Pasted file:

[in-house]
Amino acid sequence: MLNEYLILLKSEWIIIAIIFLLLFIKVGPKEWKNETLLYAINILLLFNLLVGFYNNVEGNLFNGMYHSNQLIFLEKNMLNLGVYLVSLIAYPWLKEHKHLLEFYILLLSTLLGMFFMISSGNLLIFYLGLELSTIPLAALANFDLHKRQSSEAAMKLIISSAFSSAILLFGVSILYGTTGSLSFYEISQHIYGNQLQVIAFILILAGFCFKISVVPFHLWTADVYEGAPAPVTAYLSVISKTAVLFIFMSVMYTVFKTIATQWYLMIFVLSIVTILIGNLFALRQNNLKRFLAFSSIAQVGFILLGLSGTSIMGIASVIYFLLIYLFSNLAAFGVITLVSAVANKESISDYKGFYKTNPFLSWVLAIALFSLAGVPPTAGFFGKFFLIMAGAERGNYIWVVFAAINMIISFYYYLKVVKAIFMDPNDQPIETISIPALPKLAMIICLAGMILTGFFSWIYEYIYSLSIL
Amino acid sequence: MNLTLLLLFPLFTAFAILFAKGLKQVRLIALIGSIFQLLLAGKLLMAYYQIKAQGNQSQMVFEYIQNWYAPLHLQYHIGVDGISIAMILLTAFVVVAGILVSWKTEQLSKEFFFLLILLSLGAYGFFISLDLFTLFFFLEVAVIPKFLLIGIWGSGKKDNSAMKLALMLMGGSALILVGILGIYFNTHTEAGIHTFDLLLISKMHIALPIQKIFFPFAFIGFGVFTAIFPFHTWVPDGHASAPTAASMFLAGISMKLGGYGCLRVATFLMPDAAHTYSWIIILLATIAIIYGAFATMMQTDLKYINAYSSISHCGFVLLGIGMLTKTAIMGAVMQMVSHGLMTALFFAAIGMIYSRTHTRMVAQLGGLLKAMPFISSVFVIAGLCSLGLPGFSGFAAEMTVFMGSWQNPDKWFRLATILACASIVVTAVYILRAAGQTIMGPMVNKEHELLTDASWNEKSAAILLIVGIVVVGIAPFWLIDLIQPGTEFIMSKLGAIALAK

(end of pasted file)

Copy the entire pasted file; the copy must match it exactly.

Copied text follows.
[in-house]
Amino acid sequence: MLNEYLILLKSEWIIIAIIFLLLFIKVGPKEWKNETLLYAINILLLFNLLVGFYNNVEGNLFNGMYHSNQLIFLEKNMLNLGVYLVSLIAYPWLKEHKHLLEFYILLLSTLLGMFFMISSGNLLIFYLGLELSTIPLAALANFDLHKRQSSEAAMKLIISSAFSSAILLFGVSILYGTTGSLSFYEISQHIYGNQLQVIAFILILAGFCFKISVVPFHLWTADVYEGAPAPVTAYLSVISKTAVLFIFMSVMYTVFKTIATQWYLMIFVLSIVTILIGNLFALRQNNLKRFLAFSSIAQVGFILLGLSGTSIMGIASVIYFLLIYLFSNLAAFGVITLVSAVANKESISDYKGFYKTNPFLSWVLAIALFSLAGVPPTAGFFGKFFLIMAGAERGNYIWVVFAAINMIISFYYYLKVVKAIFMDPNDQPIETISIPALPKLAMIICLAGMILTGFFSWIYEYIYSLSIL
Amino acid sequence: MNLTLLLLFPLFTAFAILFAKGLKQVRLIALIGSIFQLLLAGKLLMAYYQIKAQGNQSQMVFEYIQNWYAPLHLQYHIGVDGISIAMILLTAFVVVAGILVSWKTEQLSKEFFFLLILLSLGAYGFFISLDLFTLFFFLEVAVIPKFLLIGIWGSGKKDNSAMKLALMLMGGSALILVGILGIYFNTHTEAGIHTFDLLLISKMHIALPIQKIFFPFAFIGFGVFTAIFPFHTWVPDGHASAPTAASMFLAGISMKLGGYGCLRVATFLMPDAAHTYSWIIILLATIAIIYGAFATMMQTDLKYINAYSSISHCGFVLLGIGMLTKTAIMGAVMQMVSHGLMTALFFAAIGMIYSRTHTRMVAQLGGLLKAMPFISSVFVIAGLCSLGLPGFSGFAAEMTVFMGSWQNPDKWFRLATILACASIVVTAVYILRAAGQTIMGPMVNKEHELLTDASWNEKSAAILLIVGIVVVGIAPFWLIDLIQPGTEFIMSKLGAIALAK